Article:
The role of the Protein Kinase CKII in the life cycle of Human Papillomaviruses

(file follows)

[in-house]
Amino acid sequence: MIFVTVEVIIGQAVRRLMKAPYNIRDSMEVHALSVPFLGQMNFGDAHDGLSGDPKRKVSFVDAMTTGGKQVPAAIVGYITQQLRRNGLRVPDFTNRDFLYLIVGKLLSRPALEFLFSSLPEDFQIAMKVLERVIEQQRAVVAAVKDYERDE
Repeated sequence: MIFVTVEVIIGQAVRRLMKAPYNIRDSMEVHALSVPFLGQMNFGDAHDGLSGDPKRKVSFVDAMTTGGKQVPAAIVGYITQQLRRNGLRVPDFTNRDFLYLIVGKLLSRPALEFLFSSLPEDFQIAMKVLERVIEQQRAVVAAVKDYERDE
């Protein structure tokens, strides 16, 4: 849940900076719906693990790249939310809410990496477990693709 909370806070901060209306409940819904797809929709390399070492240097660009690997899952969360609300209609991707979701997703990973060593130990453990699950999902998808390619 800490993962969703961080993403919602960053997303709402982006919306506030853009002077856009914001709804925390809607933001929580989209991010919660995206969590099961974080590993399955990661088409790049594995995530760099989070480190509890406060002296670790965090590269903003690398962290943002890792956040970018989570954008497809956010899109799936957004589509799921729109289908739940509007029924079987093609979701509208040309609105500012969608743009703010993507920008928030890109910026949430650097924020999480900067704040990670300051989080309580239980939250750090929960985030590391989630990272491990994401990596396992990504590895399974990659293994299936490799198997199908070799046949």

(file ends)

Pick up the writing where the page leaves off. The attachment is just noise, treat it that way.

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Cervical cancer is the fourth most common cancer in women and virtually all cases can be traced back to a preceding infection with a high-risk HPV (human papillomavirus) type. Worldwide 10% of all women are infected, with the hotspots being South America and Africa. The best way to fight cervical cancer is to prohibit its formation. Currently, only vaccines are available to achieve this, but these are not the ultimate solution, as they are not able to clear an existing HPV infection. If we want to reduce the cancer risk of the millions of women infected with HPV today, we need a supplement, which is able to clear a persisting HPV infection reliably. In this thesis it is shown that the catalytic subunit of the protein kinase CK2 plays an important role in the initial amplification phase of HPV and an interference leads to lesser replication rates of viral genomes. Additionally, a CK2 inhibitor (CX-4945) is tested for its ability to inhibit CK2 and through this to hinder HPV replication. It is shown that this compound could be the basis for the long sought anti-HPV drug.